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Plant pathogens can have great social and economic impact, and are a continuous threat to food security. This is clearly the case for Synchytrium endobioticum, the species causing potato wart disease. S. endobioticum is an obligate biotrophic fungus of the phylum Chytridiomycota (chytrids), which is a basal lineage in the fungal kingdom. The lack of chemical control agents, the impact of the pathogen (complete loss of tuber yields from infected field have been reported), and the production of resting spores that remain viable and infectious in infested soils for decades, led to a quarantine status for S. endobioticum in most countries world-wide. Potato wart disease has been reported from all continents where potato is cultivated, and strict phytosanitary control measures are enforced to prevent the introduction and spread of the pathogen. The use of resistant potato varieties has proven successful in achieving these goals. In chapter 1, over a century of potato wart research is reviewed to place our current knowledge in historic perspective. Observations from light microscopy and electron microscopy studies of S. endobioticum performed in the twentieth century are combined with recent molecular studies. Based on our current knowledge on molecular plant-pathogen interactions, a model is presented to describe the interaction between S. endobioticum and its host in particular with respect to plant resistance. Chapter 2 describes the independent sequencing, assembly and functionally annotation of two S. endobioticum genomes. A comparative genomics approach, in which knowledge acquired from other fungal taxa is exploited, is used to gain insights into genomic features underlying the obligate biotrophic and pathogenic lifestyle of the pathogen. Our study underlines the high diversity in chytrids compared to the well-studied Ascomycota and Basidiomycota, and reflects biological differences between the phyla. Moreover, it highlights the surprising commonalities between plant pathogenic fungi that are so evolutionary distinct. In chapter 3, the within-species diversity is determined using mitochondrial genomes, and four major mitochondrial lineages are identified. Furthermore, mitochondrial genomic variation shows that S. endobioticum has likely been introduced into Europe multiple times, and that several pathotypes emerged multiple times. We also demonstrate that isolates represent communities of different genotypes, and that the use of semi-resistant potato cultivars triggers a rapid shift in the mitochondrial haplotype. This shift is associated with 266 increased virulence and is likely the result of disruptive selection in the community. Our analysis reveals diversity of S. endobioticum isolates, which is undetected with the currently used bioassays. In chapter 4, by means of an alternative “aboveground” bioassay, it is demonstrated that potato resistance genes are expressed in green aboveground plant organs similar to etiolated “belowground” sprouts. As potato wart resistance is active in both belowground and aboveground organs, the alternative bioassay can potentially speed up screening for S. endobioticum resistance in potato breeding programs as it omits the requirement for tuber formation. In addition, possibilities arise to express S. endobioticum effectors in potato leaves through agroinfiltration, thereby providing additional phenotyping tools for research and breeding. Chapter 5 describes the identification of the S. endobioticum effector AvrSen1, which represents the first effector gene identified in Chytridiomycota. A single dominant gene (Sen1) governs pathotype 1(D1) resistance and we hypothesized that the underlying molecular model would involve a pathogen effector (AvrSen1) that is recognized by the host. Expression of AvrSen1 in Sen1 plants showed a hypersensitive response which co-segregated with Sen1 in potato populations. In non-pathotypes 1(D1) isolates, five different variants resulting in the loss of recognition by the plant were observed suggesting that AvrSen1 is under strong selective pressure. Chapter 6 is a summarizing discussion in which the chapters are integrated, and several aspects linked to pathogenicity and pathotype diversity are further discussed. The impact of the research described in chapters 2 to 5 is specified. Finally, opportunities and challenges for future research on S. endobioticum are presented with a central role for an improved Avr-R gene based pathotyping system, which will contribute to the improvement of durable potato wart resistance breeding and phytosanitary control.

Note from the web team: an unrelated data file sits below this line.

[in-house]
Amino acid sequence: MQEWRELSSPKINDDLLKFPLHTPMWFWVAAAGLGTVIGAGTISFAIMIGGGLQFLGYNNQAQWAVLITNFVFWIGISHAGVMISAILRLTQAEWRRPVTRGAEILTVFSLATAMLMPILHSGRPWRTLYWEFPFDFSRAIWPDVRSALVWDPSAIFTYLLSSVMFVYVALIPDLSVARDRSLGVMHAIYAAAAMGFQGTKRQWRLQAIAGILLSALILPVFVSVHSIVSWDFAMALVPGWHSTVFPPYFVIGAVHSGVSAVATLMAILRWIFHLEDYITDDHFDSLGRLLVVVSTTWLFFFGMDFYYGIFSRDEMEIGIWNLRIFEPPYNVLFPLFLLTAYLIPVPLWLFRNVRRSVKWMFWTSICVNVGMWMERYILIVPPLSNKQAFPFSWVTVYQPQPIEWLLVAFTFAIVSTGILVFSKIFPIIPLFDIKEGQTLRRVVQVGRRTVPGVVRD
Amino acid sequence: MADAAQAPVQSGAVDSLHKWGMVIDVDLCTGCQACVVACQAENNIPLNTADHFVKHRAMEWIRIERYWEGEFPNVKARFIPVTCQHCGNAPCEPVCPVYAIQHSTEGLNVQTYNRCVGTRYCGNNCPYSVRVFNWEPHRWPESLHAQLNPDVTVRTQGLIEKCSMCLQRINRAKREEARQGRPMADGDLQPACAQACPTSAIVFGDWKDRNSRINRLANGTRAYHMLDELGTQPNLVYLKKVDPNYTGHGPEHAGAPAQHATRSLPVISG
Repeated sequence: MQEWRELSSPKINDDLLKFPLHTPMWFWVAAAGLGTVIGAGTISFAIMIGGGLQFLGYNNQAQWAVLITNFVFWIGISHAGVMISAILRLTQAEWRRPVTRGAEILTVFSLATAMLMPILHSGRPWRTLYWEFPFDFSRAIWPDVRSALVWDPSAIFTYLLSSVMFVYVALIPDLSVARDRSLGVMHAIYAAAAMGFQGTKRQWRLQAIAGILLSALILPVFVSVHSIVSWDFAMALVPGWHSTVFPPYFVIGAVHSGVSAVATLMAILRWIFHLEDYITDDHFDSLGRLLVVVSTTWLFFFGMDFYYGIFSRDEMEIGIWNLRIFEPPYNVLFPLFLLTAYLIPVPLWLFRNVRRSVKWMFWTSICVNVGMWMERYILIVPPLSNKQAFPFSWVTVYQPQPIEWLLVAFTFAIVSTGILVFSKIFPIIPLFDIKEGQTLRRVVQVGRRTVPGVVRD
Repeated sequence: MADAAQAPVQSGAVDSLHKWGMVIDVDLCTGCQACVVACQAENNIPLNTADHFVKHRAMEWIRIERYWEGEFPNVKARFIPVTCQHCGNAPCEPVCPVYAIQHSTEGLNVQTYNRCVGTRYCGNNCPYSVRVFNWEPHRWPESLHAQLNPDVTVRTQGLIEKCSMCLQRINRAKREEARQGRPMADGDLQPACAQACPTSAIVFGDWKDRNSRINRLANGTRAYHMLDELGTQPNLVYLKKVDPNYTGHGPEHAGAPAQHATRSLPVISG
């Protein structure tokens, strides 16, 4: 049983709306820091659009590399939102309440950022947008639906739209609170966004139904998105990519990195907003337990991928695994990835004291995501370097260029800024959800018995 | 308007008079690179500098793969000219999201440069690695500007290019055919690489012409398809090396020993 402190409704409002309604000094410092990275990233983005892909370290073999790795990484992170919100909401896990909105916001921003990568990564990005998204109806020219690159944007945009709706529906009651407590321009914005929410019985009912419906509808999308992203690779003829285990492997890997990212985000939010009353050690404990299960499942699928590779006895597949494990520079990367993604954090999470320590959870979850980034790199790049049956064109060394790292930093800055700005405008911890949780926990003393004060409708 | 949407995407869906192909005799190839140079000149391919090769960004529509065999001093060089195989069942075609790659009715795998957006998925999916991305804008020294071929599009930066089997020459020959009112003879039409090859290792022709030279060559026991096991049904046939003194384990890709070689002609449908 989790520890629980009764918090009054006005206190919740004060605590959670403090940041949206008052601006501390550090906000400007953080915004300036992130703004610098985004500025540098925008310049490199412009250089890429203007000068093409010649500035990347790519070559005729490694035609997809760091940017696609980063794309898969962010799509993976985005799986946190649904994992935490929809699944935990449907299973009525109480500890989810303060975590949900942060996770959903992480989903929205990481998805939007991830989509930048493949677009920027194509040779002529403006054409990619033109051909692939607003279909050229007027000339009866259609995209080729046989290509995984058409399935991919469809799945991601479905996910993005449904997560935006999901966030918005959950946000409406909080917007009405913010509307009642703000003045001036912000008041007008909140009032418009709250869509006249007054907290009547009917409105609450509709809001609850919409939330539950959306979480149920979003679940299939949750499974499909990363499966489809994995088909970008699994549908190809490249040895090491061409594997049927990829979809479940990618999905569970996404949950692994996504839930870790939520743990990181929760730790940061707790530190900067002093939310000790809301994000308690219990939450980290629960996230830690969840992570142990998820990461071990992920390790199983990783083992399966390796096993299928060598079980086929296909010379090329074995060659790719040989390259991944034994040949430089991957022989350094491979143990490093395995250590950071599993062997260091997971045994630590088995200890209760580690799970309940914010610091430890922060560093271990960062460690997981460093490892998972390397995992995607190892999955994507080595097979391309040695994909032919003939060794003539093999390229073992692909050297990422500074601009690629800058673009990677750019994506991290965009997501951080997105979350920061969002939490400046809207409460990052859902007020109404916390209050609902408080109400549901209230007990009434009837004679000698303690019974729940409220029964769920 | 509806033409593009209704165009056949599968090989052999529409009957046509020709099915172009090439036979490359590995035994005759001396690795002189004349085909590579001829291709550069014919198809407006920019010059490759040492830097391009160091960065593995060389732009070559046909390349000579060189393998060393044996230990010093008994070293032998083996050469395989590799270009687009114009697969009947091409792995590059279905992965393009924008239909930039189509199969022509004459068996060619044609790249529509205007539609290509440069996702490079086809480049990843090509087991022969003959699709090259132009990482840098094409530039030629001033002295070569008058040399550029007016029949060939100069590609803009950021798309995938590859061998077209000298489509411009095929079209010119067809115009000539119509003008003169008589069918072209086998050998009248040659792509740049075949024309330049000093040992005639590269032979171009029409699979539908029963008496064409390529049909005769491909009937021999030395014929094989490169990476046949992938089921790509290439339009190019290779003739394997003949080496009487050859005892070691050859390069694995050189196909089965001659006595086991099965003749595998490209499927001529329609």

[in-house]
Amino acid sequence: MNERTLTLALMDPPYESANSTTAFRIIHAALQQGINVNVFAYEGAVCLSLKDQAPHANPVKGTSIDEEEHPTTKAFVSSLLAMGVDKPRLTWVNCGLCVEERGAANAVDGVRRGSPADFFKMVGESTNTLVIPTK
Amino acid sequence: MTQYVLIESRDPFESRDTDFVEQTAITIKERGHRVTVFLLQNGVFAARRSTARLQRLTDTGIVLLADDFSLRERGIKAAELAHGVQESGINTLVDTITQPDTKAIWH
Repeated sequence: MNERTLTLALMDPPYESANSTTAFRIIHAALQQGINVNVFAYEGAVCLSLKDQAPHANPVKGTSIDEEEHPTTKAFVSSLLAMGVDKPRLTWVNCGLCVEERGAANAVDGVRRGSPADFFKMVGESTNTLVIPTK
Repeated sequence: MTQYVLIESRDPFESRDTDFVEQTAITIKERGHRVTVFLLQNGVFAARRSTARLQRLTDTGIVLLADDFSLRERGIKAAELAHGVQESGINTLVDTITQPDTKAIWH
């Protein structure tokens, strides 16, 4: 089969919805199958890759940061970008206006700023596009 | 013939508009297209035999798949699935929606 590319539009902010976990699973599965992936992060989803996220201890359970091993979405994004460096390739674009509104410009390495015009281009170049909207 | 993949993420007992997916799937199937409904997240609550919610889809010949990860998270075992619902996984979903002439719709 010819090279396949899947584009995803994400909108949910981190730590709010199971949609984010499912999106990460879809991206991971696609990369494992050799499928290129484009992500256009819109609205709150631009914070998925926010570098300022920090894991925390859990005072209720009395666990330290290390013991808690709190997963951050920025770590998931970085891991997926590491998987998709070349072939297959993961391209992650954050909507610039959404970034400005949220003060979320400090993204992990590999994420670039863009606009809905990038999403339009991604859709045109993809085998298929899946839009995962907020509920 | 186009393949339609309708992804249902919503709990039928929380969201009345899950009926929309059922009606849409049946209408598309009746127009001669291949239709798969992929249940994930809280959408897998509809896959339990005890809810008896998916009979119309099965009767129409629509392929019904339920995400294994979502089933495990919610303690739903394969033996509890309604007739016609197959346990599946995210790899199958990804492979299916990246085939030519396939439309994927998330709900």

|Qualification||Doctor of Philosophy|
|Award date||1 Jul 2019|
|Place of Publication||Wageningen|
|Publication status||Published - 2019|